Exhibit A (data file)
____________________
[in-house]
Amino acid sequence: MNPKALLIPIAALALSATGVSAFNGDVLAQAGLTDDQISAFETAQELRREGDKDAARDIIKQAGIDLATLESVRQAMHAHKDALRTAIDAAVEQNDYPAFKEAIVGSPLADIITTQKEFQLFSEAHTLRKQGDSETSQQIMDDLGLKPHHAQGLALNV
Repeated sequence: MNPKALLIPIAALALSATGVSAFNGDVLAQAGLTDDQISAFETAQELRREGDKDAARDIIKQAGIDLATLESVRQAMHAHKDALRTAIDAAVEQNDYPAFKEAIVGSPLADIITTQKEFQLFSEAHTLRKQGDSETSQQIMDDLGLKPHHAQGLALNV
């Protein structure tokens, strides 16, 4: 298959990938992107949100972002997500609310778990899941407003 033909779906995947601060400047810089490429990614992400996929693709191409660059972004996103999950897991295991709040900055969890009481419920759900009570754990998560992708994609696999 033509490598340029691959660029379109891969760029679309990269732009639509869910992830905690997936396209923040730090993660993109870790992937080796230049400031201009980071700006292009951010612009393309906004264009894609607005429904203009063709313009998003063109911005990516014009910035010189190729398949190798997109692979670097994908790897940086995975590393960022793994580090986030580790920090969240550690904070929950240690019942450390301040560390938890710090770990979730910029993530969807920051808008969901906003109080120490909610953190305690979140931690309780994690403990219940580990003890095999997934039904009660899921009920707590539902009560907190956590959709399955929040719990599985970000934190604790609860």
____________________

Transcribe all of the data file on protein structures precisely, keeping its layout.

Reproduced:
[in-house]
Amino acid sequence: MNPKALLIPIAALALSATGVSAFNGDVLAQAGLTDDQISAFETAQELRREGDKDAARDIIKQAGIDLATLESVRQAMHAHKDALRTAIDAAVEQNDYPAFKEAIVGSPLADIITTQKEFQLFSEAHTLRKQGDSETSQQIMDDLGLKPHHAQGLALNV
Repeated sequence: MNPKALLIPIAALALSATGVSAFNGDVLAQAGLTDDQISAFETAQELRREGDKDAARDIIKQAGIDLATLESVRQAMHAHKDALRTAIDAAVEQNDYPAFKEAIVGSPLADIITTQKEFQLFSEAHTLRKQGDSETSQQIMDDLGLKPHHAQGLALNV
């Protein structure tokens, strides 16, 4: 298959990938992107949100972002997500609310778990899941407003 033909779906995947601060400047810089490429990614992400996929693709191409660059972004996103999950897991295991709040900055969890009481419920759900009570754990998560992708994609696999 033509490598340029691959660029379109891969760029679309990269732009639509869910992830905690997936396209923040730090993660993109870790992937080796230049400031201009980071700006292009951010612009393309906004264009894609607005429904203009063709313009998003063109911005990516014009910035010189190729398949190798997109692979670097994908790897940086995975590393960022793994580090986030580790920090969240550690904070929950240690019942450390301040560390938890710090770990979730910029993530969807920051808008969901906003109080120490909610953190305690979140931690309780994690403990219940580990003890095999997934039904009660899921009920707590539902009560907190956590959709399955929040719990599985970000934190604790609860």